Cornbread also rates as one of the most contentious disputes between Southerners and damn Yankees, right behind iced tea. But, in the inverse of the iced tea debate, the South is against sugar. While sugar is permissible in corn grits and corn pudding, putting sugar in your cornbread is heresy. More on that later.
Belying its simplicity as a staple food, countless recipes for Southern style cornbread abound. Southern Living has 81 Southern cornbread recipes on its website. There are variations for white or yellow cornmeal, which fat you use to grease the pan, and even which kind of pan in which to bake it. But traditionally, a cast iron skillet is the pan of choice for making cornbread with a crispy crust and moist crumb.
Do you remember the photo from my first blog post with butter melting in a cast iron skillet? I said then that skillet would be featured in this blog, and here it is already. This skillet is not only traditional, it's also from the South and had a long history of making cornbread before I was even born. A dear friend gave me this skillet because it had become too heavy for her to lift. It was perfectly seasoned and allowed me to cook better Southern food the day I received it.
Although faced with scores of recipes, I was able to whittle down the list pretty easily. After reviewing the first few pages of results from Southern Living , I noticed that most of the "different" recipes were just republished versions of an earlier one. I also wanted a basic, no-nonsense recipe: no self-rising cornmeal and no fancy ingredients. Further, while many recipes require that you combine the cornmeal with boiling water before proceeding, I wanted something easier.
Out of force of habit, I turned to Cook's Illustrated to see what they had. Heretics! Blashphemers! Cook's version of Southern cornbread had sugar in it! I couldn't possibly use sugar in my recipe, could I? Wouldn't a Southern baker be dispatched to hunt me down if someone discovered that I used sugar in a Southern cornbread? Or was it possible that sugar wasn't anathema after all?
Intrigued, I turned to the Jiffy Mix website. In case you have been hiding under a rock for the last 50 years, Jiffy Mix is the staple cornbread mix used by Southern (and Northern) households for decades. A quick perusal of the ingredient list yielded - voila! - sugar. Encouraged by this finding, I cobbled two recipes together to make my cornbread.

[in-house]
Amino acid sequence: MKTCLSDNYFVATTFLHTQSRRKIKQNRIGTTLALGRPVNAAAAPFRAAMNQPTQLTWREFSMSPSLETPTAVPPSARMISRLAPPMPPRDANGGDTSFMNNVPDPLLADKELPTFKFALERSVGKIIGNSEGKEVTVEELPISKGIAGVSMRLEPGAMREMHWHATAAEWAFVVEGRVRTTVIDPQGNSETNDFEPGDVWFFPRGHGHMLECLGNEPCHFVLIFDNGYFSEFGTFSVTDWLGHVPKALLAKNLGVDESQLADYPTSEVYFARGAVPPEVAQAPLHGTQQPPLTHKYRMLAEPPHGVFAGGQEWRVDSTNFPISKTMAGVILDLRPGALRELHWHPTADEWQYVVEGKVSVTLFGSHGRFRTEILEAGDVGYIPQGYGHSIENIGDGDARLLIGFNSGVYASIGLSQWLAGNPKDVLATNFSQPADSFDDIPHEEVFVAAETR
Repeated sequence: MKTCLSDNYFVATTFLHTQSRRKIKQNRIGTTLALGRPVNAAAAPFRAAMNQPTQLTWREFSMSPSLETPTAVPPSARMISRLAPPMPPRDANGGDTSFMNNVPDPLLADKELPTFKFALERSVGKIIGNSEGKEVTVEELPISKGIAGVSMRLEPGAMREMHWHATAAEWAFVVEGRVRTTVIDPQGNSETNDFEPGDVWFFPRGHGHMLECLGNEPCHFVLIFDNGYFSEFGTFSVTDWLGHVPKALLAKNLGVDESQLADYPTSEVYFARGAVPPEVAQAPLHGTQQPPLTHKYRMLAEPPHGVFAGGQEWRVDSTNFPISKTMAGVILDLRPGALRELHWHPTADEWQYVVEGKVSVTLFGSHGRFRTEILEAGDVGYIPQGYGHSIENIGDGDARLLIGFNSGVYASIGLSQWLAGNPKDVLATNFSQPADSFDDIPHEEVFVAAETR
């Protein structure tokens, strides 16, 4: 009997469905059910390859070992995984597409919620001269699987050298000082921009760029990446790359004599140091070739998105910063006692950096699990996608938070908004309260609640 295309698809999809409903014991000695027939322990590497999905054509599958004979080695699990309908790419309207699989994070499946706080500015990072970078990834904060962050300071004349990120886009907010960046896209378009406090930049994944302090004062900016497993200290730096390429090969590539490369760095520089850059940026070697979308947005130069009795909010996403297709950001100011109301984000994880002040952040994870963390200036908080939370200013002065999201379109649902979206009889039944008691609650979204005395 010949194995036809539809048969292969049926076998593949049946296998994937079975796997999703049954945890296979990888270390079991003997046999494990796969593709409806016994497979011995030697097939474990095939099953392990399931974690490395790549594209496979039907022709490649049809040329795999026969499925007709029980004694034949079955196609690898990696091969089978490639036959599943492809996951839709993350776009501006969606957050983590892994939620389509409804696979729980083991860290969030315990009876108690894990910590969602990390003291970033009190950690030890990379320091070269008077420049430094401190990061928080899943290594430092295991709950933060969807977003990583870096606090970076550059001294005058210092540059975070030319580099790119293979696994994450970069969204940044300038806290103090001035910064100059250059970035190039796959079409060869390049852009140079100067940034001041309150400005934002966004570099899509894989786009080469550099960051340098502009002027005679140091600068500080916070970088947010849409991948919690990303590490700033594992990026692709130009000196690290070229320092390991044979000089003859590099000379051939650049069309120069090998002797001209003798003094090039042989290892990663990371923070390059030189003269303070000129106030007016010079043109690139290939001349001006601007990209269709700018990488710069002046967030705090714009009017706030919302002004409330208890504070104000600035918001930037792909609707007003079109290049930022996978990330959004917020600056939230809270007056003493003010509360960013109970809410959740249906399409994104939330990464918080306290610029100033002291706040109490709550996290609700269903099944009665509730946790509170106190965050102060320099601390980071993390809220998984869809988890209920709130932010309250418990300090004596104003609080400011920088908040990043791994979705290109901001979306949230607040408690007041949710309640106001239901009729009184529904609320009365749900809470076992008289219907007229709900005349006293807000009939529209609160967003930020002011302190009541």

Perhaps it's my tainted Yankee tastebuds, but I found this cornbread to be excellent. The small amount of sugar I added boosted the corn flavor, and the texture was superb - moist, but easily crumbled into a pot of beans. My Southern husband approved, and he's a tough critic. My biscuit recipe took years before he gave it the nod. Luckily for me, this one was a hit from the get-go.
Southern Cornbread (with a Yankee twist)
Makes enough for 10-inch skillet. If using a smaller skillet, reduce recipe proportionately. Remember, area of a circle is pi times radius squared.
1 1/2 tablespoons bacon drippings (mmmm, bacon)
2 cups buttermilk or clabbered milk*
1/3 to 1/2 cup water
2 large eggs
2 1/4 cups (12 ounces) yellow cornmeal
1 heaping tablespoon sugar
2 teaspoons baking powder
1/2 teaspoon baking soda
1 teaspoon salt
- Heat oven to 450°.
- Coat bottom and sides of a 10-inch cast-iron skillet with bacon fat. Heat in oven for 10 minutes. (Skillet may smoke a little.)
- In a large bowl, whisk together buttermilk, 1/3 cup water and egg.
- Add cornmeal, stirring well. Stir in sugar, baking powder, baking soda, and salt. If the batter is very thick, add additional water. It should be pourable, not scoopable.
- Remove pan from oven and pour batter into hot skillet. Enjoy the sizzle.
- Bake at 450° for 20-25 minutes, or until golden brown.
- Remove from oven and immediately turn cornbread onto cooling rack. Cool for 5 minutes, then serve while still steaming. Yum.
*In a pinch, clabbered milk will suffice. For each 1 cup of buttermilk, substitute scant cup of milk and 1 tablespoon white or cider vinegar. Let vinegar/milk mixture stand several seconds until curdled.